Big Ten Football: Power Ranking the Conference Head Coaches
With the 2012 season coming to a close, the major conference and national awards have now been handed out across the college football landscape. One of these awards always goes to the Coach of the Year, both nationally and in the Big Ten. Bill O'Brien took home the conference version of this award, but the word is still out on the national award.
O'Brien and Urban Meyer are both in the list of 10 finalists for that national award following great seasons for Ohio State and Penn State despite NCAA sanctions and postseason bans. However, one great season does not necessarily mean either of these coaches is the best in the Big Ten conference. It simply means they both did a fine job in the 2012 season.
But which of the current head coaches ranks best overall, and over the period of years in which they have served as a head coach? Even in the midst of the "silly season" of hiring and firing coaches, let's take a look at how the coaches rank at the end of 2012 in the power rankings.
Incomplete: Unnamed Wisconsin Head Coach
The silly season brought one highly unexpected departure, as Bret Bielema became only the fourth conference coach in the last two decades to willingly leave for another job. It takes a special opportunity, like the LSU job for Nick Saban, to lure away a Big Ten coach, but Bielema believes he found that in the SEC and Arkansas.
Only time will tell if he will be able to improve on his 68-24 record he had in Madison, but the pressing concern is who Wisconsin will hire to replace Bielema. Athletic director Barry Alvarez, who has three Rose Bowl wins of his own already, will lead the team in the 2013 Rose Bowl. But that is a temporary solution, so we won't rank this position as if Alvarez were taking over permanently.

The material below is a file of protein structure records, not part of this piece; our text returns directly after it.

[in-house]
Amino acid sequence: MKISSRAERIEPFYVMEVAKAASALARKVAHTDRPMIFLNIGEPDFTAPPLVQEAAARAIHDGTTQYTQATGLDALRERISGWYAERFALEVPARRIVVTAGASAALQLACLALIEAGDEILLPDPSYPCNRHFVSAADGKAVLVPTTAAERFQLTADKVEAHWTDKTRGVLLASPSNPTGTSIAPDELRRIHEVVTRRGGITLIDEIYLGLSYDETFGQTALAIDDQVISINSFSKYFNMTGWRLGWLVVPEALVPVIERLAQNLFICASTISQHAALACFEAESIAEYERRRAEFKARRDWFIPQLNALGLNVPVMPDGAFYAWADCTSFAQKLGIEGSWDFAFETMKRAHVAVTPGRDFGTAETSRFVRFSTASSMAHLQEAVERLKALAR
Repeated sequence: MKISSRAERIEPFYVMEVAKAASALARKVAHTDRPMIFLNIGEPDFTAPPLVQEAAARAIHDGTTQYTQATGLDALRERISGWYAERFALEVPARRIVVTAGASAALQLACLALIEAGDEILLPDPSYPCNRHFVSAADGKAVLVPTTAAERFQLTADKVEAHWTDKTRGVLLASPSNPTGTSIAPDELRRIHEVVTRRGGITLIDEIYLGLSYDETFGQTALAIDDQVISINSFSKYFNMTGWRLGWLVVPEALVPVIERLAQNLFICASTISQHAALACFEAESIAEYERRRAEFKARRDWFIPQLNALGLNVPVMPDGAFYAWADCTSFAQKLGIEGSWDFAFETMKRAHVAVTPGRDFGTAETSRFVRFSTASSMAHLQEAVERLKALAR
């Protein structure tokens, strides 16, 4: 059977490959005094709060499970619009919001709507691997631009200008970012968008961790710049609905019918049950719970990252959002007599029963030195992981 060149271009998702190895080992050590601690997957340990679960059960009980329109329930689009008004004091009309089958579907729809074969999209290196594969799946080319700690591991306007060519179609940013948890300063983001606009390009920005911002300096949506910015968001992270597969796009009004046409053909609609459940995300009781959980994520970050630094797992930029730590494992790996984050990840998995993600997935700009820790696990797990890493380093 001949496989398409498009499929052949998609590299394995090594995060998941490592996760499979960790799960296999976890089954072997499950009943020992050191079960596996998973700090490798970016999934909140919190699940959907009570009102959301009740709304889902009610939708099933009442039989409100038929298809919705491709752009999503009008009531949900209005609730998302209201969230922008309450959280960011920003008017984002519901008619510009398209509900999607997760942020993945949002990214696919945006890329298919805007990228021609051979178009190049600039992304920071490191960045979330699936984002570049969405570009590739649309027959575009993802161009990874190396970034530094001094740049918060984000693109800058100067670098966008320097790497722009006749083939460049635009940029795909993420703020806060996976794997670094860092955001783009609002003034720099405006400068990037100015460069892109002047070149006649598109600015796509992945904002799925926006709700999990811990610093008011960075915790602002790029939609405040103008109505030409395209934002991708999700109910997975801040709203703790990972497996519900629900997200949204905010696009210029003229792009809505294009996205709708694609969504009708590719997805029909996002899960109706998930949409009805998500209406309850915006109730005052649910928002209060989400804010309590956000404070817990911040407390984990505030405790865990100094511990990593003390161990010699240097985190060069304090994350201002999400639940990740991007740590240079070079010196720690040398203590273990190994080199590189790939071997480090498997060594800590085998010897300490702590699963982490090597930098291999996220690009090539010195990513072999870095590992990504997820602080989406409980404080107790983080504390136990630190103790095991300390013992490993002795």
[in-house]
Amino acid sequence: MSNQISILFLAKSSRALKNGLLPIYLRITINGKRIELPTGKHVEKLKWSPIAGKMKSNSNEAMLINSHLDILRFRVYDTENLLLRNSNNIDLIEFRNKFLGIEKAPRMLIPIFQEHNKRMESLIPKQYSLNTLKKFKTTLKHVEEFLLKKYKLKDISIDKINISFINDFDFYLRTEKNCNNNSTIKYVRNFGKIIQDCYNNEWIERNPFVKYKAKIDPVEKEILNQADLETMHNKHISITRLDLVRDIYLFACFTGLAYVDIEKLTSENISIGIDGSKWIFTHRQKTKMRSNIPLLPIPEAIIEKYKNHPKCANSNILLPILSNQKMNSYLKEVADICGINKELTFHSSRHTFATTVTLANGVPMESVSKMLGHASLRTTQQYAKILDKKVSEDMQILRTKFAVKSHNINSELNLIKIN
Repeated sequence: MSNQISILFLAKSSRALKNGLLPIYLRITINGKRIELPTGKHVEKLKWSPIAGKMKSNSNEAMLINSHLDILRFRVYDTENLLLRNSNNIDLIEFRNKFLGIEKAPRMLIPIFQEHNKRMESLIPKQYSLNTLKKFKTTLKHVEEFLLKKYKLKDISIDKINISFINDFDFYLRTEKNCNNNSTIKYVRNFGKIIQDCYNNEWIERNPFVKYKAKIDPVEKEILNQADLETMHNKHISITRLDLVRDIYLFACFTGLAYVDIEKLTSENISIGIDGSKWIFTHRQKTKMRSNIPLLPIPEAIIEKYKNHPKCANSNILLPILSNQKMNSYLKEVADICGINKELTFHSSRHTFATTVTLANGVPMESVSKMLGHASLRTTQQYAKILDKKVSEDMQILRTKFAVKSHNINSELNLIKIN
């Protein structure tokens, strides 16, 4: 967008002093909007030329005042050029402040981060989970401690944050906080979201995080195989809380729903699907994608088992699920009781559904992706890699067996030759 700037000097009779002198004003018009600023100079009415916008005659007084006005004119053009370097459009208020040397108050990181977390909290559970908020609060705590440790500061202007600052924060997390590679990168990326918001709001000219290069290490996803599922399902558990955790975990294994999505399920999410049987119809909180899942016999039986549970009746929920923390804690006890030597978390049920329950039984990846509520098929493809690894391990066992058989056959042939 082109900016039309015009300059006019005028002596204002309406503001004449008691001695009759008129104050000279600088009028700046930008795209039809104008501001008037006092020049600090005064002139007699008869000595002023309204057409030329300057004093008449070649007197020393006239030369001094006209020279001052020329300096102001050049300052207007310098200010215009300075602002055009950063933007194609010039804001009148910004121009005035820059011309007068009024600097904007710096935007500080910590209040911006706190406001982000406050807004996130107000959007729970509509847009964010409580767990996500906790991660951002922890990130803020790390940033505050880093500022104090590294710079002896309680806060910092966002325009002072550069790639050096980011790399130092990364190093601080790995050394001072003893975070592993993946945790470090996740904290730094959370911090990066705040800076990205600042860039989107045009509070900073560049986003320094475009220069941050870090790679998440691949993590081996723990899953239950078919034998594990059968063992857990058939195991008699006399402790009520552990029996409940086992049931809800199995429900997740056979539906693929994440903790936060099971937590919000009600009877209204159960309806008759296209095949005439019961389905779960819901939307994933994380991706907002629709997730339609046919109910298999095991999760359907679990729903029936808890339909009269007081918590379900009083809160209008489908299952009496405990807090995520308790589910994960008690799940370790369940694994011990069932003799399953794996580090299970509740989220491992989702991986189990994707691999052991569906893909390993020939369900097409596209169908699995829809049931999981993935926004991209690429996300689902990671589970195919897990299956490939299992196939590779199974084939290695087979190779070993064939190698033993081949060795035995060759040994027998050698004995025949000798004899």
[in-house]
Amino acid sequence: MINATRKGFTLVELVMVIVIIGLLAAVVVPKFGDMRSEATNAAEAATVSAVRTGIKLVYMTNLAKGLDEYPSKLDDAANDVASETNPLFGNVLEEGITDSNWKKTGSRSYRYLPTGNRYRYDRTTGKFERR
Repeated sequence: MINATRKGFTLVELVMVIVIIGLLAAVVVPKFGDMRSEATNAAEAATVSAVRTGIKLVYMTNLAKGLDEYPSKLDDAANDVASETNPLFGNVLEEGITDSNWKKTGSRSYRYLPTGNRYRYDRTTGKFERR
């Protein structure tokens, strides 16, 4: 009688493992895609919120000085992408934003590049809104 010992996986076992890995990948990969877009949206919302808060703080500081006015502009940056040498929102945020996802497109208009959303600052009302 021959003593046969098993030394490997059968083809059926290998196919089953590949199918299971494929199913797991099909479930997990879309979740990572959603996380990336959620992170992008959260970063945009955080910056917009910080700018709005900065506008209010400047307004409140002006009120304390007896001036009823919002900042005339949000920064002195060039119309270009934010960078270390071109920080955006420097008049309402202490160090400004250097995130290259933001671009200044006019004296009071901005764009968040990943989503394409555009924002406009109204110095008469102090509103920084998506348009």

Thus, this is nothing more than an unknown and an incomplete. Sorry Wisconsin, but we cannot rank a head coach who has not been identified yet.
(For the record, Bielema would have ranked in the top four of this list if he remained, but that's academic now.)
11. Tim Beckman, Illinois
Beckman has a career coaching record of 23-26, although that mark did not fall under .500 until this first season at Illinois. Beckman has a long road to traverse in order to get Illinois back to respectable, a place that was becoming harder and harder to achieve under Ron Zook.
The new coaching staff did not enamor themselves to the rest of the conference by starting with active recruiting on the Penn State campus following the announcement of the NCAA sanctions. That type of move makes it too easy to get rid of a coaching staff if things do not turn around quickly.
Usually with new coaches, a team will struggle and begin to adjust around the end of the first season. Those adjustments were never apparently made, as Illinois continued to get stomped through the end of the season. (The narrow Purdue loss doesn't count because Purdue had its own significant problems.)
Until he proves otherwise, Beckman is at the bottom of the power rankings, just like his team.
10. Kevin Wilson, Indiana
Indiana decided to let Bill Lynch go following four seasons filled with mediocrity, and Kevin Wilson came in from Oklahoma to revitalize the program. Unfortunately, Wilson found the cupboard relatively bare and has struggled in his first two seasons, putting up a 5-19 record this far.
This is Wilson's first head coaching stop, so the pressure is high considering he has to learn the ropes in one of the top conferences in the country (cough, 2012 excluded, cough). Wilson does have Indiana rolling on offense once again despite struggling to keep a healthy quarterback on the field in the 2012 season.
But the ugly underside is the defense, and Wilson has not yet been able to improve that longtime problem for the Hoosiers. Until he and his defensive staff prove they can win games with defense, Indiana will struggle to be more than a middle-of-the-pack team in the Big Ten.
It's still early, though, as Wilson has very little resume to work on.